for a Nun and The Town.
Goodwin, Mrs. Lee: See La
Goodwin (?), Pap:
Brother Joe C.:
Gowrie, N. B.
Ulysses S.: (April 27, 1822-July 23, 1885)
Green, Captain: A
Georgia businessman who raised a company of men from Charlestown
and received a commission from the governor in Soldiers'
Pay. He was a friend of Madden,
whom he made a sergeant. Green was killed in World War I.
family name in the Frenchman's Bend
region, according to Gavin Stevens
in Intruder in the Dust.
Grenier County: A
neighboring county to Yoknapatawpha
County, where Mr. Harris lived,
according to The Hamlet. A court trial
following the burning of Mr. Harris' barn by Ab
Snopes occurs in "Barn Burning,"
but the setting is not mentioned.
Grenier, Louis: (?-1837)
A French architect and dilettante who came, around 1800, with Doctor
Samuel Habersham and Alexander
Holston to the settlement which would later become Jefferson.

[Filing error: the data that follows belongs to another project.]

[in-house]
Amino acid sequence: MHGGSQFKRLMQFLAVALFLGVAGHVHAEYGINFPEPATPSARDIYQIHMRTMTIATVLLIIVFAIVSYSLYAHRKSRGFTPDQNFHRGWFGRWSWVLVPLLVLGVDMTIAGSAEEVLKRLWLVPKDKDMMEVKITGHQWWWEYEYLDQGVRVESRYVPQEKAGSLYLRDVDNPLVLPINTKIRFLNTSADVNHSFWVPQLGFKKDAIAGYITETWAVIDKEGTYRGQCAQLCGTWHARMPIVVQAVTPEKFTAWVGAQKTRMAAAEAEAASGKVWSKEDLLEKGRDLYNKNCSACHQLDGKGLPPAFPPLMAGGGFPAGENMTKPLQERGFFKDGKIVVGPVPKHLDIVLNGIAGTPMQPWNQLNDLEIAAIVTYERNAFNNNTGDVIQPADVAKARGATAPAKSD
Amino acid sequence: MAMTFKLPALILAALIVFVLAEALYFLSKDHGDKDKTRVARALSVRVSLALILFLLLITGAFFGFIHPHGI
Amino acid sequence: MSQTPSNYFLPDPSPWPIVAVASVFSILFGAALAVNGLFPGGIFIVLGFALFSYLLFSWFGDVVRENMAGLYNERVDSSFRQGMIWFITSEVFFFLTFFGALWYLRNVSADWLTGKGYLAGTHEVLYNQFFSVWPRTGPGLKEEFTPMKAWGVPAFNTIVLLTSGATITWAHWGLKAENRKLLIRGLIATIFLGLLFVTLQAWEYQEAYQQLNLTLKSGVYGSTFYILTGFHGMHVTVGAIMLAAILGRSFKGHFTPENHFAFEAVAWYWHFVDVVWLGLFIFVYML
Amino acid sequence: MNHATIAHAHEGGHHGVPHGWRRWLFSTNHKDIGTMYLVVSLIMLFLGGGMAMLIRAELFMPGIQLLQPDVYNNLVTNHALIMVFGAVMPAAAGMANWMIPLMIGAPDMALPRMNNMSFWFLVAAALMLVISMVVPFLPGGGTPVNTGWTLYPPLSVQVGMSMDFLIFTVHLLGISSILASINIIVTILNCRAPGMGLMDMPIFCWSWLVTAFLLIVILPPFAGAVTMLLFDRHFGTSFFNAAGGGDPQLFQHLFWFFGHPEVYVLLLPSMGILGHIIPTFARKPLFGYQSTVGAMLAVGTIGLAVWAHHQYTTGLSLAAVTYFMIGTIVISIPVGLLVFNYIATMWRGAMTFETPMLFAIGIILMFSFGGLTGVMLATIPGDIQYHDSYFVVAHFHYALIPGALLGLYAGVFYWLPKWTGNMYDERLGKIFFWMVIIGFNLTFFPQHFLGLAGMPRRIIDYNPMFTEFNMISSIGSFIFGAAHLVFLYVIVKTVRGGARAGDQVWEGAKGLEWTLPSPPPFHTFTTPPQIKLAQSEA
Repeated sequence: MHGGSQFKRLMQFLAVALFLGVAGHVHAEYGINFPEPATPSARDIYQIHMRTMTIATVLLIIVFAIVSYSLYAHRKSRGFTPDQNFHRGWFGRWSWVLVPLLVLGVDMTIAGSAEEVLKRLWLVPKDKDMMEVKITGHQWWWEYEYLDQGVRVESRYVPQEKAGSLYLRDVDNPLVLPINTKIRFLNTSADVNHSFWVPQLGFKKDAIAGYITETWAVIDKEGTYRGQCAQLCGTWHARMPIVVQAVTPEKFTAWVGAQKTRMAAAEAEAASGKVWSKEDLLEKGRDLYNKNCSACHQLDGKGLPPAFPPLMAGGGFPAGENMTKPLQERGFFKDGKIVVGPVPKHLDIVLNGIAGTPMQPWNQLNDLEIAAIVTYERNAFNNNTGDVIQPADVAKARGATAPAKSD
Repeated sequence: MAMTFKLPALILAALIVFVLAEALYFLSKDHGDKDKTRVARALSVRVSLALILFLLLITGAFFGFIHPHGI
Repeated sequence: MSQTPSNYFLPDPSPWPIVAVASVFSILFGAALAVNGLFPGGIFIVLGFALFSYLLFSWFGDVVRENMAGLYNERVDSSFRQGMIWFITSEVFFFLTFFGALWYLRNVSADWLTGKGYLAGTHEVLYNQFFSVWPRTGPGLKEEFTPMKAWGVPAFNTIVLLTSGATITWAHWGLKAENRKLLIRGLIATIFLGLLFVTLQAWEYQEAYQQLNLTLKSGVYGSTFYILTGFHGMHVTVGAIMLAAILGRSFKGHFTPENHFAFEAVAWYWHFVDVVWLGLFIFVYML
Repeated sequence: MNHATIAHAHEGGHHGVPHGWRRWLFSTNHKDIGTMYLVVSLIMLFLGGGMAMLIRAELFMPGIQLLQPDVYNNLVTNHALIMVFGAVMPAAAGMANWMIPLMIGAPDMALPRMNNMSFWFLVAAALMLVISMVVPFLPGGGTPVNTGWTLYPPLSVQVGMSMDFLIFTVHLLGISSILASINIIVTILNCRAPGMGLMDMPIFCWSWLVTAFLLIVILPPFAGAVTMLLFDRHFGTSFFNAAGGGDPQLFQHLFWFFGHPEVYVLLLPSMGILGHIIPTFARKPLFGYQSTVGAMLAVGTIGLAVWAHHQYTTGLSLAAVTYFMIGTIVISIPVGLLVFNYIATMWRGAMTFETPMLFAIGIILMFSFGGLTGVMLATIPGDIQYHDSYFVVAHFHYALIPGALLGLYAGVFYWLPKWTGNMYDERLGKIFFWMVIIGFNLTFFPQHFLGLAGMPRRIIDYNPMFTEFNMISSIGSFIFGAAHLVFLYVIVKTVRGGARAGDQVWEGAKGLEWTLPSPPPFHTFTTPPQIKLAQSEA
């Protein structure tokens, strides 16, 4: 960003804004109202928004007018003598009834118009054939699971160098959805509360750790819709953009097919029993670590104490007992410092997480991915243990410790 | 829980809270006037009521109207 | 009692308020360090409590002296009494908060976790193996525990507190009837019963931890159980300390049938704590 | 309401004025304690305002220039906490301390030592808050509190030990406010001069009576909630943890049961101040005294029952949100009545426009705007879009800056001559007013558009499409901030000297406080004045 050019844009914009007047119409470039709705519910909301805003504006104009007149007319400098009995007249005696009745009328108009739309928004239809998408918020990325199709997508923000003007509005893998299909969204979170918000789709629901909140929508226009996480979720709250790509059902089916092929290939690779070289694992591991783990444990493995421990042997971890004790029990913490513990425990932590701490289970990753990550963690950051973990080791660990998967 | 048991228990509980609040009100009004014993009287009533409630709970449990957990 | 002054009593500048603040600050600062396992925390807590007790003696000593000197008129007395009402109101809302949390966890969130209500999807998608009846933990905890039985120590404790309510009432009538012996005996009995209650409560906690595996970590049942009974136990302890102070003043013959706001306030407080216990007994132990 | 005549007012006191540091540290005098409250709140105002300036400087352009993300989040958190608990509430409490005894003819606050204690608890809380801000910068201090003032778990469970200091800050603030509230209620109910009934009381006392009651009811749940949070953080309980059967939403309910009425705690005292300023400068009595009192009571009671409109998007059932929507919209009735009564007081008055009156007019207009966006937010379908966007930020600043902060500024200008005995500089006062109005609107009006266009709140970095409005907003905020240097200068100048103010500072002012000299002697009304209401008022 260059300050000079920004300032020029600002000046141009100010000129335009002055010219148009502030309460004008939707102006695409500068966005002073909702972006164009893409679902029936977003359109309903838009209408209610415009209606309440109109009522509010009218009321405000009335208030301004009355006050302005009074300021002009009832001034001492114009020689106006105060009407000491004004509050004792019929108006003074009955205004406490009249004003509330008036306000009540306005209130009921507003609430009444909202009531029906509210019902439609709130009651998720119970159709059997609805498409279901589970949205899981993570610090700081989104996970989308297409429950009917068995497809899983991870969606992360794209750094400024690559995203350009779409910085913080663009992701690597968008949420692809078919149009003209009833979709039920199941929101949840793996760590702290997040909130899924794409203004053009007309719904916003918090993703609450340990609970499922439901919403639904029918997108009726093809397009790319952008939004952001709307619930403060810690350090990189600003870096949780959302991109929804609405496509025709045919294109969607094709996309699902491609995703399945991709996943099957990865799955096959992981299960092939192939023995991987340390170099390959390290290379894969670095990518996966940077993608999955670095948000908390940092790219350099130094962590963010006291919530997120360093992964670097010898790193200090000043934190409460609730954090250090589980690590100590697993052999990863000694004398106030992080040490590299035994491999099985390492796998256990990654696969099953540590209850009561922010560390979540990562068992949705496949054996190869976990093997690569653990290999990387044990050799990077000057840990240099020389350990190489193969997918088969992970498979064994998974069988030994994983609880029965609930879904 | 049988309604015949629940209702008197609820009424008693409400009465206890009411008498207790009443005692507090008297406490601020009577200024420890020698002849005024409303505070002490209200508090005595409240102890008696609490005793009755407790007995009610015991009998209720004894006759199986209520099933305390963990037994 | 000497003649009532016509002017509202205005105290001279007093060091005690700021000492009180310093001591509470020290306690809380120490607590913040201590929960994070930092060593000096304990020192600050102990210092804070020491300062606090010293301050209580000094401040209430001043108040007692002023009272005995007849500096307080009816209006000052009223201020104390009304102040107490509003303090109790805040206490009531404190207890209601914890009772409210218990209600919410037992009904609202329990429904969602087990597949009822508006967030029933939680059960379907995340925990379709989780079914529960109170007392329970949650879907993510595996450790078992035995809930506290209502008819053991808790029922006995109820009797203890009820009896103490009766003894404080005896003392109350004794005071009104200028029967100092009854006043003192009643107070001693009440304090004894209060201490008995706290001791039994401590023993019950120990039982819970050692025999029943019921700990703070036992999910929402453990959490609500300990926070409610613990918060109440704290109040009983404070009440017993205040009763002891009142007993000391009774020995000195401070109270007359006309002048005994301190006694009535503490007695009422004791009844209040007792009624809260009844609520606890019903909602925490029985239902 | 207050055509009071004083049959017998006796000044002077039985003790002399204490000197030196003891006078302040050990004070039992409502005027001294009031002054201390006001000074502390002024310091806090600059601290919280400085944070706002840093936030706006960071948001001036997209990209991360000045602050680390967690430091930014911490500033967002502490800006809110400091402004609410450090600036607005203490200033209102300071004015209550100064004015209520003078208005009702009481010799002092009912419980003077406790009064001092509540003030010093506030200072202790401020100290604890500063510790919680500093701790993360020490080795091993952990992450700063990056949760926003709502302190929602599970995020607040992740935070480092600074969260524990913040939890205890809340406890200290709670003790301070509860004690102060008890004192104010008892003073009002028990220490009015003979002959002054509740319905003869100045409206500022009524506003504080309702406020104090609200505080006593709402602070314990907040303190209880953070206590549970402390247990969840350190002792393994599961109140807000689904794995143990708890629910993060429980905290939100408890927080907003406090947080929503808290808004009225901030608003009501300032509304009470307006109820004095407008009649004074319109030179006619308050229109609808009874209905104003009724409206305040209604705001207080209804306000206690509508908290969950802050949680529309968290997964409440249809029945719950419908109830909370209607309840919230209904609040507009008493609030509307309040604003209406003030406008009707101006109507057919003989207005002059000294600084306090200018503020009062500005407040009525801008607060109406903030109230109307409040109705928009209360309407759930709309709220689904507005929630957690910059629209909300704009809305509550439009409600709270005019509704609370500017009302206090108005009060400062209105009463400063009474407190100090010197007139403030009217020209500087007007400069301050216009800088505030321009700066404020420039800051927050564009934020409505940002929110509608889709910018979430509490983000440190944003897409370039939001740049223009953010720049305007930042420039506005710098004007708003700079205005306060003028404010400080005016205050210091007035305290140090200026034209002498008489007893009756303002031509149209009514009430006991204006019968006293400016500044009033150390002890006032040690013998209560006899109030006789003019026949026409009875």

He bought land in the southeastern part of Yoknapatawpha
County and established the first cotton plantation and had the first
slaves in that part of the state. His slaves straightened a nearly ten-mile
stretch of the Yoknapatawpha
River to prevent flooding, according to The
Hamlet. His house later became known as the Old
Frenchman's Place, and the small settlement as Frenchman's
Bend. His last descendant was known as Lonnie
Grinnup, a feeble-minded man in his middle thirties sometime around the
first quarter of the twentieth century, although his real name was the same
as that of his first Yoknapatawpha County ancestor. Louis Grenier appears in
Requiem for a Nun and is referred to in Intruder
in the Dust, "Hand Upon
the Waters," The Town, and The
Reivers. In addition, a Grenier
Weddel appears in The Town.
Grimm, Eustace: A
tenant farmer and Ab Snopes' nephew,
who appeared in Frenchman's Bend
shortly after V. K. Ratliff, Odum
Bookwright, and Henry Armstid
found gold coins on the Old
Frenchman's Place. His presence worried Ratliff, and thinking Grimm may
have been about to purchase the estate, Ratliff bought it. Later, upon
finding no more coins, Ratliff believed Grimm was part of Flem
Snopes' scheme to sell the worthless estate. Grimm appears also in As